Shoe rack?

I need to build a rack to hold many pairs of shoes. Each cubby-hole will be about 12 w x 12 d x 8 h (inches).
My question is about materials. In N. California, we see no snow at the coast, but the winter sees some rain, so wet shoes should be expected.
Easiest is to just strip plywood verticals 12 " wide and cut shelves to fit in notched locations. But I'm concerned about pooled water causing damage.
I have no spraying capability, and handling paint, shellacs and other oil-based materials is not desirable.
Someone suggested cedar, due to its good water-resistance properties, but this could be costly.
Suggestions?
Thanks,
--
DaveC
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Use dowels as the shelves. Puff

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Let the shoes dry before placing them in the rack.
scott
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DaveC wrote:

Remember that you asked (-:
How about putting a grill (wood or perforated metal) to cover one of the cubby holes - mount a small blower inside (a PC fan would probably do the job well) to blow air into an adjacent cubby hole fitted with a pull-out (acrylic or well-sealed wood) tray for the wet pair of shoes? If you're in the habit of soaking more than one pair of shoes at a time, add drying cubby holes as needed.
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Morris Dovey
DeSoto, Iowa USA
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An afterthought...
Instead of a manual switch for the fan, ask a friendly electronics geek to put together a circuit using an IR-LED and IR-Detector (avaliable from Radio Shack) to turn on the fan and start a timer whenever a pair of shoes is put into a drying cubby - then turn it off at the end of an hour (or whatever interval you want) or when all drying cubbies are empty. (Estimated cost for the control circuitry is less than ten dollars but you'll owe your geek pal a couple of beers and public praise.)
Sound complicated - but isn't. With no apologies for the pun: It'll knock her socks off.
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Morris Dovey
West Des Moines, Iowa USA
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scribbled:

Solar Power the pie fan, 12 VDC
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Then use a water-based finish. There a good selection of water-borne floor finishes than can be brushed on and will give you excellent durability. Rather than going to a home depot type of store, seek out a good quality paint store. They are usually more knowledgeable, can give you better advice, and have better quality products.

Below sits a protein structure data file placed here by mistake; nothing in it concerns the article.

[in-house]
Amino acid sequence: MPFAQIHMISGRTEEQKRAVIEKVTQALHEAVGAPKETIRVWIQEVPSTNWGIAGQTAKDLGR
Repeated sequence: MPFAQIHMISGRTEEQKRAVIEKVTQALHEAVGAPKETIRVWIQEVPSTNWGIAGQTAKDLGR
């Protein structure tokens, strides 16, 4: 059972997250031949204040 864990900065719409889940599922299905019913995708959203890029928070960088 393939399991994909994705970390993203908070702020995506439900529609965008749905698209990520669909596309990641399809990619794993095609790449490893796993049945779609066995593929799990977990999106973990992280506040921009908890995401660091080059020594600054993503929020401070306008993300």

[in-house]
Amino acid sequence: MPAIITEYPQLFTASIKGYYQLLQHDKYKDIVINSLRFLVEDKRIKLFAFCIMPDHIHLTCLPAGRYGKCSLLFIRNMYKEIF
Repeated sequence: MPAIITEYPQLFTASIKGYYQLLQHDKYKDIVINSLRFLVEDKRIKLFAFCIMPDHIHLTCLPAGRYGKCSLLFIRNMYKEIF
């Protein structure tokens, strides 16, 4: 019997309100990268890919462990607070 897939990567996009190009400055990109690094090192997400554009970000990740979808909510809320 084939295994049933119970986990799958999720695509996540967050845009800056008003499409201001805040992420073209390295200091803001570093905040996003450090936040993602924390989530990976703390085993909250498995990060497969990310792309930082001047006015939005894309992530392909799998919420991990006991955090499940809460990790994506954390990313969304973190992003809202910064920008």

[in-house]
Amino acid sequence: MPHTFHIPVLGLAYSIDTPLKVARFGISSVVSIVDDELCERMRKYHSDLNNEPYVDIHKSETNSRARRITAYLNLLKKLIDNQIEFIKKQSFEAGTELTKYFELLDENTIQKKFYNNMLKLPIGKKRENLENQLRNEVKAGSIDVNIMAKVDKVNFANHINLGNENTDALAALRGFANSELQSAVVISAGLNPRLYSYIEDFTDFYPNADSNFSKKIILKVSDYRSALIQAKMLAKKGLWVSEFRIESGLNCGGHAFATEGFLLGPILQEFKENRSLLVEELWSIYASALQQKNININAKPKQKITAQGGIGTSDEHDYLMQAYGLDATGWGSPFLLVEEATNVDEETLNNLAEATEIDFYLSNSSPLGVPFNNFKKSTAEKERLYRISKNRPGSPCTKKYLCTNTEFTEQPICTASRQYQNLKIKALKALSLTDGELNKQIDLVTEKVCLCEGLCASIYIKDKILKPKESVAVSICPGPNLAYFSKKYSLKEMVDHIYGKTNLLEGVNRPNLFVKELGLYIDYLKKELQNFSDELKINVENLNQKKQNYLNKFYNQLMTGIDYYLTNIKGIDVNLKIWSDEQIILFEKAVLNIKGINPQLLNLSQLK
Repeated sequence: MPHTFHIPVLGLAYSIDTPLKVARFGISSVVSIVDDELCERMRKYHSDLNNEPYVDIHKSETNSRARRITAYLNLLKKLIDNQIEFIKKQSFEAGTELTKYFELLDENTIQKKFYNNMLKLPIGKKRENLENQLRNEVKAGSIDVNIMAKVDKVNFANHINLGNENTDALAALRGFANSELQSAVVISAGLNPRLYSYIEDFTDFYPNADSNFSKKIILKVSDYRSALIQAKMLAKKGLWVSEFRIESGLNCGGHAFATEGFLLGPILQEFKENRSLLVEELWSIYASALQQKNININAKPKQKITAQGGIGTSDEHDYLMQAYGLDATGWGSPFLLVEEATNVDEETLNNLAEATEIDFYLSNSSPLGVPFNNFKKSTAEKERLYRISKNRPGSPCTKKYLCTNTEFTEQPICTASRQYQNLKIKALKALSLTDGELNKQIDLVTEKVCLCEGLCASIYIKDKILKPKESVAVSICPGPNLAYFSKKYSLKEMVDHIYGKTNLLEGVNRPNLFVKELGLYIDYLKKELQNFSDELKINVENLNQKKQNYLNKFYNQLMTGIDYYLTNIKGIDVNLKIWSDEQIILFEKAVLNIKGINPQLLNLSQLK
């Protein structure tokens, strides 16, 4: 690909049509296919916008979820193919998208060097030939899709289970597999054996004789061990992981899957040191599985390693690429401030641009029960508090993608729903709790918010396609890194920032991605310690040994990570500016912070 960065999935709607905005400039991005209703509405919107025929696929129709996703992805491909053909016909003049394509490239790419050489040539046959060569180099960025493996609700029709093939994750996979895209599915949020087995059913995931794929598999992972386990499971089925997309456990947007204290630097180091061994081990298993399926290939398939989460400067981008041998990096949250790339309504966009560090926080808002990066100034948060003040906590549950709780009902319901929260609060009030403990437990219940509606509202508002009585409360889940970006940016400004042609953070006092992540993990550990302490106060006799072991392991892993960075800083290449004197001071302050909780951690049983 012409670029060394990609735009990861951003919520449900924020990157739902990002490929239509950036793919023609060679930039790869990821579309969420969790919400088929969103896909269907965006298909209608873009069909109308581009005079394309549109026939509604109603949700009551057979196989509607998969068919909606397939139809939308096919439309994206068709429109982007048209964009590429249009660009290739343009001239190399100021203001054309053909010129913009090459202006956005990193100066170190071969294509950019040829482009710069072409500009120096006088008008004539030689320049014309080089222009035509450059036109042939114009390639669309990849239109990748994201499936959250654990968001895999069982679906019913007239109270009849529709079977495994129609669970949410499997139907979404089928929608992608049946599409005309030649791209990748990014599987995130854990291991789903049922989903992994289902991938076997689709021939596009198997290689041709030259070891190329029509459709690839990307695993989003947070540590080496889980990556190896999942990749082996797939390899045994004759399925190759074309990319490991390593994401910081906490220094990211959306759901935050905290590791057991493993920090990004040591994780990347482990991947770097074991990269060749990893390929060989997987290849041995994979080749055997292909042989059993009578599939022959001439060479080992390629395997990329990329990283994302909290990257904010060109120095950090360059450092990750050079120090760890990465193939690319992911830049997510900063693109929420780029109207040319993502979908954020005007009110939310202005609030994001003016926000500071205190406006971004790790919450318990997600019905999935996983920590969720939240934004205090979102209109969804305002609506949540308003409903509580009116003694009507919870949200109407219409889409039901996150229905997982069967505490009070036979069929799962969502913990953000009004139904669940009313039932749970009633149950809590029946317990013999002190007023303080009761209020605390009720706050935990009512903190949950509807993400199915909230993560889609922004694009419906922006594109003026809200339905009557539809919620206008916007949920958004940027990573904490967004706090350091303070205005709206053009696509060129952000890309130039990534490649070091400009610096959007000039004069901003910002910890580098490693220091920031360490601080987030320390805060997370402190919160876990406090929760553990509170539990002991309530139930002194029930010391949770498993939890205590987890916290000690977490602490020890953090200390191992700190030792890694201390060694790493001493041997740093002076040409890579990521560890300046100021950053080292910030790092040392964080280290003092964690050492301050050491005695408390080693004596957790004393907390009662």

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fit
Depends on how pretty it has to be and how long you want it to last. Plywood will work, cedar will work better, and teak still better, but only you can determine if the cost is justified. Marine plywood or pressure treated in an option also. Use a water based urethane for a finish if you don't want oil based. Ed
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On Thu, 4 Mar 2004 12:44:38 -0800, Edwin Pawlowski wrote

Thanks, Ed. I hadn't thought of marine or p.t. options.
To add a little more information: this rack must hold at least 50 pairs of shoes (not for the home, obviously...). I'm considering using 4x8 plywood for the back to give shear strength, and the 12-inch deep vertical runners with small shelves for each pair of shoes inserted in slots routed every 8 inches or so up the verticals.
I'll look into marine ply or p.t. woods.
Are water-based urethanes water-resistant once they've cured?
Thanks,
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DaveC
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"DaveC"

Yes. Water based products are often used for flooring. Very durable once cured. Ed
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DaveC wrote:

Slope the shelves down to the front. ;-)
-- Mark
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Dave,
Try going to this online shoe store ... http://www.zappos.com/welcome2.zhtml?0304
On the right-hand side, scroll down to "Accessories" and in there you'll see one of their aromatic cedar shoe racks. You could modify that simple design to suit yourself. (This also happens to be the best place I know of to buy boots and shoes)
Larry
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